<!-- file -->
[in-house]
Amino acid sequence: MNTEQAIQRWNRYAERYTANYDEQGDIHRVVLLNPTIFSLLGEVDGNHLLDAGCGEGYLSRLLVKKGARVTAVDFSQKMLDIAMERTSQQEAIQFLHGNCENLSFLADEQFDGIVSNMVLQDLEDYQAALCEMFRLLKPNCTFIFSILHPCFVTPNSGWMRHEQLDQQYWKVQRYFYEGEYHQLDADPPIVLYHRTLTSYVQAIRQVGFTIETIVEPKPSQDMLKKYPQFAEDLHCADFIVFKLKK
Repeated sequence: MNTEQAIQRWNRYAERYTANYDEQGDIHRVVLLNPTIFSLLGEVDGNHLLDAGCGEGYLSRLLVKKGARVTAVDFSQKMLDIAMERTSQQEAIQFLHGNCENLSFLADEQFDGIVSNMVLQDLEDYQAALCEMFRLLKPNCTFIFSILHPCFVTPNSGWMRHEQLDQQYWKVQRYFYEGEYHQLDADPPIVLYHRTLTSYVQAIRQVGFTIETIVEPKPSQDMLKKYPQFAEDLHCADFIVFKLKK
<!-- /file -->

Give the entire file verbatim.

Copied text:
[in-house]
Amino acid sequence: MNTEQAIQRWNRYAERYTANYDEQGDIHRVVLLNPTIFSLLGEVDGNHLLDAGCGEGYLSRLLVKKGARVTAVDFSQKMLDIAMERTSQQEAIQFLHGNCENLSFLADEQFDGIVSNMVLQDLEDYQAALCEMFRLLKPNCTFIFSILHPCFVTPNSGWMRHEQLDQQYWKVQRYFYEGEYHQLDADPPIVLYHRTLTSYVQAIRQVGFTIETIVEPKPSQDMLKKYPQFAEDLHCADFIVFKLKK
Repeated sequence: MNTEQAIQRWNRYAERYTANYDEQGDIHRVVLLNPTIFSLLGEVDGNHLLDAGCGEGYLSRLLVKKGARVTAVDFSQKMLDIAMERTSQQEAIQFLHGNCENLSFLADEQFDGIVSNMVLQDLEDYQAALCEMFRLLKPNCTFIFSILHPCFVTPNSGWMRHEQLDQQYWKVQRYFYEGEYHQLDADPPIVLYHRTLTSYVQAIRQVGFTIETIVEPKPSQDMLKKYPQFAEDLHCADFIVFKLKK